Workforce Implications of Medicaid reform in California, New York, and Texas

The 1115 Medicaid Waiver Program was developed to enable innovation and access to services by waiving the Medicaid rules or law and allow for a programs, benefits or expansion of coverage that would not normally be covered within the state’s Medicaid plan. This allows the states to better tailor the benefits provided by Medicaid to develop programs best suited to serve the needs of their populations. 1115 Waiver Programs may include but are not limited to special programs such as program of all-inclusive care for the elderly (PACE), Medicaid long term care (MLTC), long term support services (LTSS), Behavioral Health Programs, home and community based services (HCBS) for children and adults, and Health Home programs.

One of the common themes across three states, California’s Medi-Cal 2020 Section 1115 waiver and recent California Advancing and Innovating Medi-Cal (CalAIM) program, New York’s expected approval from CMS of its recently submitted 1115 Waiver Demonstration, and Texas’ 1115 Healthcare Transformation & Quality Improvement Program Waiver, is the focus on the importance of the Medicaid beneficiary’s social needs. CalAIM in California specifically calls out the importance of concentrating on social needs and closing gaps in care equity for underserved populations that have only been exasperated with Covid-19. In New York, the state has explicitly said the money is to address both the health and social needs, calling out that the delivery system must reduce racial and ethnic disparities and support the social assistance needed by patients. NY state has recognized the importance of ensuring we have adequately trained workforces to address these issues. In Texas the DSRIP transition plan includes a specific milestone (Milestone #8) regarding the assessment of social factors and their impact to health care quality.

More detail on these important transformation programs in three of the largest states in the country:


California: Cal-AIM

California Advancing and Innovating Medi-Cal is a five-year plan to improve quality of life and health outcomes for Medi-Cal (California’s Medicaid members) through an improved delivery system and payment reform. In order to do this,  significant emphasis needs to be placed on integrating social services more seamlessly with the Medi-Cal population.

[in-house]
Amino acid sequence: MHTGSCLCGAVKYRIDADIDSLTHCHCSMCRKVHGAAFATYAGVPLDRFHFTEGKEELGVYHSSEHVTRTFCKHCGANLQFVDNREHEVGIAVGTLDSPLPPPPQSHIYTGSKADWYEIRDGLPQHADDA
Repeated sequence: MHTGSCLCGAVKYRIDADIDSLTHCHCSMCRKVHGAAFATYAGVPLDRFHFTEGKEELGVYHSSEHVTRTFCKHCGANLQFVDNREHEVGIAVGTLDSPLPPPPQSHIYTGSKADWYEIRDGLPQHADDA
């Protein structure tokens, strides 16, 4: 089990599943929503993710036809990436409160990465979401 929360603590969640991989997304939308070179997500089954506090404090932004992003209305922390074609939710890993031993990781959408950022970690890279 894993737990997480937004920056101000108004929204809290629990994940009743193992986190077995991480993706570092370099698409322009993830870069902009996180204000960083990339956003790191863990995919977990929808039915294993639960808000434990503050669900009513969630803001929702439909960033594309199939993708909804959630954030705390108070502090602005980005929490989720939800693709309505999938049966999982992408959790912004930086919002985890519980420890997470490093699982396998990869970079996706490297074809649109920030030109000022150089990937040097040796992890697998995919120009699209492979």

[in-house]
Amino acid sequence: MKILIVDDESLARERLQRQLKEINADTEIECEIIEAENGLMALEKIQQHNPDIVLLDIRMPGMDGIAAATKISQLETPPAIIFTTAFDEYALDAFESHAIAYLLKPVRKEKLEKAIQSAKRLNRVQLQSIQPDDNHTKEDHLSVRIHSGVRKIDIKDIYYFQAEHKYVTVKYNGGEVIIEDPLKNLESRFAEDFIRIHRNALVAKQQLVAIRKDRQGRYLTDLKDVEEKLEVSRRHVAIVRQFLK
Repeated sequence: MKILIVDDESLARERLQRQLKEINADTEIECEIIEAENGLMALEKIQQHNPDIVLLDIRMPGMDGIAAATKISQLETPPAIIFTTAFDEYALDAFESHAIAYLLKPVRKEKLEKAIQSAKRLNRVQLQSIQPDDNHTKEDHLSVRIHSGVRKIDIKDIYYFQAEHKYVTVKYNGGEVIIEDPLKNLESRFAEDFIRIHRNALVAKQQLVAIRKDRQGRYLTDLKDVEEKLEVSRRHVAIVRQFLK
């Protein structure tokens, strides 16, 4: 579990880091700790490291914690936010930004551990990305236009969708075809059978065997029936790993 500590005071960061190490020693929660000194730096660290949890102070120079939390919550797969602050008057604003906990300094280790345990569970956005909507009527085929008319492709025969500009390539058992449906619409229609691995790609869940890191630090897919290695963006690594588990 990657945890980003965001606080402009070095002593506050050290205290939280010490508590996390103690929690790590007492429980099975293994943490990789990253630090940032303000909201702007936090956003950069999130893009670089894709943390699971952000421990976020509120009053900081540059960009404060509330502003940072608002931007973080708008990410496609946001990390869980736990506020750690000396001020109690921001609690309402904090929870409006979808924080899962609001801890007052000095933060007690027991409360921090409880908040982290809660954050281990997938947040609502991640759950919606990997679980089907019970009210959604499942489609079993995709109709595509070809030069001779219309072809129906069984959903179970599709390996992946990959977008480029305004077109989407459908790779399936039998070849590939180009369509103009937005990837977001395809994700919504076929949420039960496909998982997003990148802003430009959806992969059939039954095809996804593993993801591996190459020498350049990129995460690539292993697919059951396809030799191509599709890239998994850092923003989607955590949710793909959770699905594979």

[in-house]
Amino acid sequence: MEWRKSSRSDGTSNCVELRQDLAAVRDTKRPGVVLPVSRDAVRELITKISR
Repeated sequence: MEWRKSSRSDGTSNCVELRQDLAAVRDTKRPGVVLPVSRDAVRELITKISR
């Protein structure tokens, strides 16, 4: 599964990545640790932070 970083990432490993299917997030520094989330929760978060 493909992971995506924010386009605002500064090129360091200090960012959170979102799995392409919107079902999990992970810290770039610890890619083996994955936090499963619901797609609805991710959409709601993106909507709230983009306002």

The three primary goals of Cal-Aim are:

  • Identify and manage member risk and need through whole person care approaches and addressing Social Determinants of Health (SDoH)
  • Move Medi-Cal to a more consistent and seamless system by reducing complexity and increasing flexibility
  • Improve quality outcomes, reduce health disparities, and drive delivery system transformation and innovation through value-based initiatives, modernization of systems and payment reform

Much of the reforms focus in on specific populations including people with behavioral health needs, seniors, people with disabilities, people experiencing homelessness, people transitioning from jail or prison, children with complex medical needs and children in foster care.

Two of the proposed methods to achieve these goals include enhanced care management and community supports (“in lieu of services”). With enhanced care management, members will be offered care in more of a “meets that patient where they are at” model. This will require expanded care management teams to support assessing and delivering care to patients within different settings such as their home, primary care offices and communities to be effective. Community supports “in lieu of services” will require enhanced partnerships with community-based organizations (CBOs) and people to help connect patients to resources in real time.


New York-1115 Waiver

Recently, New York is requesting $13.2 billion to reinvest over five years to address health disparities as well as the systemic health care delivery system and transforming The Medicaid Program approach to paying for services to address both health and social needs. To achieve those goals New York has set the following goals for the program: